G Less complexity when integrating code from different files into an application. You manipulate these objects through their properties. A class contains information about how an object should look and behave. The electrical schematic and design layout of a telephone. These extensions also make it easier to create and maintain libraries of reusable code.
The primary package is called a class. G Easier incorporation of code into applications without elaborate naming schemes. The object. A class is the blueprint or schematic of an object. Object-Oriented Programming Chapter 3: Object-oriented design and object-oriented programming represent a change in focus from standard procedural programming. Objects Have Properties An object has certain properties, or attributes.
For example, a phone is a certain color and size. When you put a phone in your office, it has a certain position on your desk. The receiver can be on or off the hook. Objects you create in Visual FoxPro also have properties that are determined by the class the object is based on.
These properties can be set at design time or at run time. For example, some of the properties that a check box can have are listed in the following table: Specifies whether the check box can be chosen by a user. The color of the caption text. The position of the left side of the check box. How the mouse pointer looks when over the check box. The position of the top of the check box. Specifies whether the check box is visible. Objects Have Associated Events and Methods Each object recognizes and can respond to certain actions called events.
An event is a specific and predetermined activity, initiated by either a user or the system. Events, in most cases, are generated by user interaction. For example, with a phone, an event is triggered when a user takes the receiver off the hook.
Events are also triggered when the user presses the buttons to make a call. In Visual FoxPro, user actions that trigger events include clicks, mouse moves, and key presses. Initializing an object and encountering a line of code that causes an error are system-initiated events.
Methods are procedures that are associated with an object. Methods are different from normal Visual FoxPro procedures: Events can have methods associated with them. For example, if you write method code for the Click event, that code is executed when the Click event occurs. Methods can also exist independently of any events. These methods must be explicitly called in code.
The event set, while extensive, is fixed. The method set, however, is infinitely extendible. The following table lists some of the events associated with a check box: User selects the check box by clicking it or tabbing to it. User selects another control. The following table lists some of the methods associated with a check box: Method Description. The value of the check box is updated to reflect any changes that may have occurred to the underlying data source.
The focus is set to the check box just as though the user had pressed the TAB key until the check box was selected. See Chapter 4, Understanding the Event Model, for a discussion of the order in which events occur. Understanding Classes in Visual FoxPro All of the properties, events, and methods for an object are specified in the class definition. In addition, classes have the following characteristics that make them especially useful for creating reusable, easily maintained code: All you need to know is that you can lift the receiver, dial the appropriate numbers, and talk to the person you want to talk to.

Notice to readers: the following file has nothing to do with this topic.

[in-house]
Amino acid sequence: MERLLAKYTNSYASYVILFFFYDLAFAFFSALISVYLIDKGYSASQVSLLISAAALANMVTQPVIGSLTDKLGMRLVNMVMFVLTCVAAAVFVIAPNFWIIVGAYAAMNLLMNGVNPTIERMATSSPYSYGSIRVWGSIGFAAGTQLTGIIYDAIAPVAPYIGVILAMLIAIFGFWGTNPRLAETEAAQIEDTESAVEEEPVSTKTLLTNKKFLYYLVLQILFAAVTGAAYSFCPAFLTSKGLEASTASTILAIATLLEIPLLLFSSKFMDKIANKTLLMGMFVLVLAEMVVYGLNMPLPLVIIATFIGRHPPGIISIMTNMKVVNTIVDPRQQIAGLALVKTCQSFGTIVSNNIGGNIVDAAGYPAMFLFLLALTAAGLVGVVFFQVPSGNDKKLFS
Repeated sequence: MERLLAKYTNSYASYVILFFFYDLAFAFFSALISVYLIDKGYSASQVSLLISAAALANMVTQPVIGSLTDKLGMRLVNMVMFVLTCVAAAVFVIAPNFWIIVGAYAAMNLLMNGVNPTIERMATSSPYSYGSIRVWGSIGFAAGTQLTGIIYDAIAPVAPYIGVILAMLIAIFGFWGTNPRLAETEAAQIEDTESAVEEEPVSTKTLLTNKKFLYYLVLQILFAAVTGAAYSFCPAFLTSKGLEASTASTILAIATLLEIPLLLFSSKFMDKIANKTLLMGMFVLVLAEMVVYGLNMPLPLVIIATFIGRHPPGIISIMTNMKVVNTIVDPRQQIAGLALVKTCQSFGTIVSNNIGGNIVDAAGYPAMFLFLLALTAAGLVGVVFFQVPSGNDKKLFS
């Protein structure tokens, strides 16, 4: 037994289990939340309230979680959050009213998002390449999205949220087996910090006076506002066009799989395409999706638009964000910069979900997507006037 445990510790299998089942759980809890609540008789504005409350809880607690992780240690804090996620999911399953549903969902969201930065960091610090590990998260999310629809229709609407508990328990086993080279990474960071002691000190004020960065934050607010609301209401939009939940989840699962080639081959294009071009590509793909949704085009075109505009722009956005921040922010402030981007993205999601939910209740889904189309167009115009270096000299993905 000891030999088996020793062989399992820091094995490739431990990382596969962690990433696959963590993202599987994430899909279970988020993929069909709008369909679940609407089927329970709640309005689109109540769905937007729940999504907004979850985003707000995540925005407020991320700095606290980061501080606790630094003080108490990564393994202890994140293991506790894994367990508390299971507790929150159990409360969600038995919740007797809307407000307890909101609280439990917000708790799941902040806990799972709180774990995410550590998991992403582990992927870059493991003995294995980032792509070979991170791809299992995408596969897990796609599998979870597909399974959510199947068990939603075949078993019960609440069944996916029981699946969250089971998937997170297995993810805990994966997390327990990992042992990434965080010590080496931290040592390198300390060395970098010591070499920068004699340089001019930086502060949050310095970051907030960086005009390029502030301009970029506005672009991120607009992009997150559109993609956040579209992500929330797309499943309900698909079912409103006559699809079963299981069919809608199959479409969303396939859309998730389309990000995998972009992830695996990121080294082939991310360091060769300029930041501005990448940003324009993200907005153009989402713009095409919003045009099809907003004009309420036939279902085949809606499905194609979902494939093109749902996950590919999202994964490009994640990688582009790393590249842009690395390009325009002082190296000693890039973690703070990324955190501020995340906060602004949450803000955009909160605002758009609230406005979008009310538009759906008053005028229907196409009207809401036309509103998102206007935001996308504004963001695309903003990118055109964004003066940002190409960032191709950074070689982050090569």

The complexity of making that connection is hidden. The benefit of being able to ignore the inner details of an object so you can focus on the aspects of the object you need to use is called abstraction. Internal complexity can be hidden. Encapsulation, which involves packaging method and property code together in an object, contributes to abstraction.
For example, the properties that determine the items in a list box and the code that executes when you choose an item in the list can be encapsulated in a single control that you add to a form. Leveraging the Power of Existing Classes A subclass can have all the functionality of an existing class, plus any additional controls or functionality you want to give it. If your class is a basic telephone, you can have subclasses that have all the functionality of the original telephone and any specialized features you want to give them.
Subclassing allows you to reuse code. Subclassing is one way to decrease the amount of code you have to write. Start with the definition of an object that is close to what you want, and customize it.
Streamlining Code Maintenance With inheritance, if you make a change to a class, that change is reflected in all subclasses based on the class. This automatic update saves you time and effort. For example, if a phone manufacturer wanted to change from dial to push-button style phones, it would save a lot of work to be able to make the change to the master schematic and have all previously manufactured phones based on that master schematic automatically inherit this new feature, rather than having to add the new feature to all the existing phones individually.
Inheritance makes maintaining your code easy. If you discover a bug in your class, instead of having to go to each subclass and change the code, you fix it once in the class and the change propagates throughout all subclasses of the class. The Visual FoxPro class hierarchy. Container and Control Classes. Container Classes Containers can contain other objects and allow access to the objects contained within them. For example, if you create a container class that consists of two list boxes and two command buttons, and then add an object based on this class to a form, each individual object can be manipulated at run time and design time.